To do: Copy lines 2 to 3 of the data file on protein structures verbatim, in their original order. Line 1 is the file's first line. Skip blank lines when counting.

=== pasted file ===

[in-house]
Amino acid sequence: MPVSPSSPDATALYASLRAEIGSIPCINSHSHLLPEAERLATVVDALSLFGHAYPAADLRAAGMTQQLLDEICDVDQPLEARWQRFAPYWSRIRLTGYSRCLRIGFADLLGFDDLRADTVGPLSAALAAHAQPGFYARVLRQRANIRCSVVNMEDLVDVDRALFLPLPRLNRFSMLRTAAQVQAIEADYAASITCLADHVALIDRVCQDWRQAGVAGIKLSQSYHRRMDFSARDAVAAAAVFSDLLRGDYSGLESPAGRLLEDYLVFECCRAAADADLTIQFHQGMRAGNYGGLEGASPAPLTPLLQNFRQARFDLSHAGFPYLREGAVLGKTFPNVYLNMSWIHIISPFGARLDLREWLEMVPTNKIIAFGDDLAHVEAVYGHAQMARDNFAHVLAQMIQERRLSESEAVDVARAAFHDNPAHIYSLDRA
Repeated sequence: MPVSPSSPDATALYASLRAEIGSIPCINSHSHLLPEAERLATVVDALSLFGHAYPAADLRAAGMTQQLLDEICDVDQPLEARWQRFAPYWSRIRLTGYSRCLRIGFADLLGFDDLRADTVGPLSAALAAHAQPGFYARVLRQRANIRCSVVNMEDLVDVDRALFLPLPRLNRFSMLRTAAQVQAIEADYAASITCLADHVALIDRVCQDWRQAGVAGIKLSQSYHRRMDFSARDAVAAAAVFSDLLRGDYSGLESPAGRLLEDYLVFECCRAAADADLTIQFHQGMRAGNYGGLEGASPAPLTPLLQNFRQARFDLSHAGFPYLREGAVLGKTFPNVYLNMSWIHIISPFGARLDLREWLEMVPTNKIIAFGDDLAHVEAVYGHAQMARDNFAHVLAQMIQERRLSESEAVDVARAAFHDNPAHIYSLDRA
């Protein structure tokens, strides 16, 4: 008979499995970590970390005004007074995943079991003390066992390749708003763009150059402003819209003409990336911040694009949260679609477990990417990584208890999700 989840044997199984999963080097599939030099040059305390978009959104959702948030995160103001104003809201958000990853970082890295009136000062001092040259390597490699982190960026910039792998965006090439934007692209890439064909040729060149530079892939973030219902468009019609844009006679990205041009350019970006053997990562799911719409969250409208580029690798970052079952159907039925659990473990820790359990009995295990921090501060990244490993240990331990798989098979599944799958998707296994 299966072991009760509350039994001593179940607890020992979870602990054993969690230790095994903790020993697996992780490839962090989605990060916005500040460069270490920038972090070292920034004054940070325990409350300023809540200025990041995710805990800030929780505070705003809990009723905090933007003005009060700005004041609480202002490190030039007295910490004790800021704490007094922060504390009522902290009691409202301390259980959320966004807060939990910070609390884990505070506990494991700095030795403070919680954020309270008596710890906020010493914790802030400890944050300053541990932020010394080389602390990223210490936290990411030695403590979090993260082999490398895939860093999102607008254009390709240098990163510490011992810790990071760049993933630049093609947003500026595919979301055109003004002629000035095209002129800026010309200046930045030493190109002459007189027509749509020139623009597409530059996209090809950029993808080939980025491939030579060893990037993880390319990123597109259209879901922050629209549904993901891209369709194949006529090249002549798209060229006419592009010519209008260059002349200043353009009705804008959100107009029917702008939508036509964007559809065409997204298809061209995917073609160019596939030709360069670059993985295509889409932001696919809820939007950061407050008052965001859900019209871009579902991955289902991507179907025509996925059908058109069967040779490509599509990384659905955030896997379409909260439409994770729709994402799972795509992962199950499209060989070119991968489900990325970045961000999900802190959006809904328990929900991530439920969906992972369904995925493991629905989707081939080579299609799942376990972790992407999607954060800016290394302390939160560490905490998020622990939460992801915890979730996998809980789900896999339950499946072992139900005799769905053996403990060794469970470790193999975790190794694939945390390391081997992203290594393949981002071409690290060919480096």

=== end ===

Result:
Amino acid sequence: MPVSPSSPDATALYASLRAEIGSIPCINSHSHLLPEAERLATVVDALSLFGHAYPAADLRAAGMTQQLLDEICDVDQPLEARWQRFAPYWSRIRLTGYSRCLRIGFADLLGFDDLRADTVGPLSAALAAHAQPGFYARVLRQRANIRCSVVNMEDLVDVDRALFLPLPRLNRFSMLRTAAQVQAIEADYAASITCLADHVALIDRVCQDWRQAGVAGIKLSQSYHRRMDFSARDAVAAAAVFSDLLRGDYSGLESPAGRLLEDYLVFECCRAAADADLTIQFHQGMRAGNYGGLEGASPAPLTPLLQNFRQARFDLSHAGFPYLREGAVLGKTFPNVYLNMSWIHIISPFGARLDLREWLEMVPTNKIIAFGDDLAHVEAVYGHAQMARDNFAHVLAQMIQERRLSESEAVDVARAAFHDNPAHIYSLDRA
Repeated sequence: MPVSPSSPDATALYASLRAEIGSIPCINSHSHLLPEAERLATVVDALSLFGHAYPAADLRAAGMTQQLLDEICDVDQPLEARWQRFAPYWSRIRLTGYSRCLRIGFADLLGFDDLRADTVGPLSAALAAHAQPGFYARVLRQRANIRCSVVNMEDLVDVDRALFLPLPRLNRFSMLRTAAQVQAIEADYAASITCLADHVALIDRVCQDWRQAGVAGIKLSQSYHRRMDFSARDAVAAAAVFSDLLRGDYSGLESPAGRLLEDYLVFECCRAAADADLTIQFHQGMRAGNYGGLEGASPAPLTPLLQNFRQARFDLSHAGFPYLREGAVLGKTFPNVYLNMSWIHIISPFGARLDLREWLEMVPTNKIIAFGDDLAHVEAVYGHAQMARDNFAHVLAQMIQERRLSESEAVDVARAAFHDNPAHIYSLDRA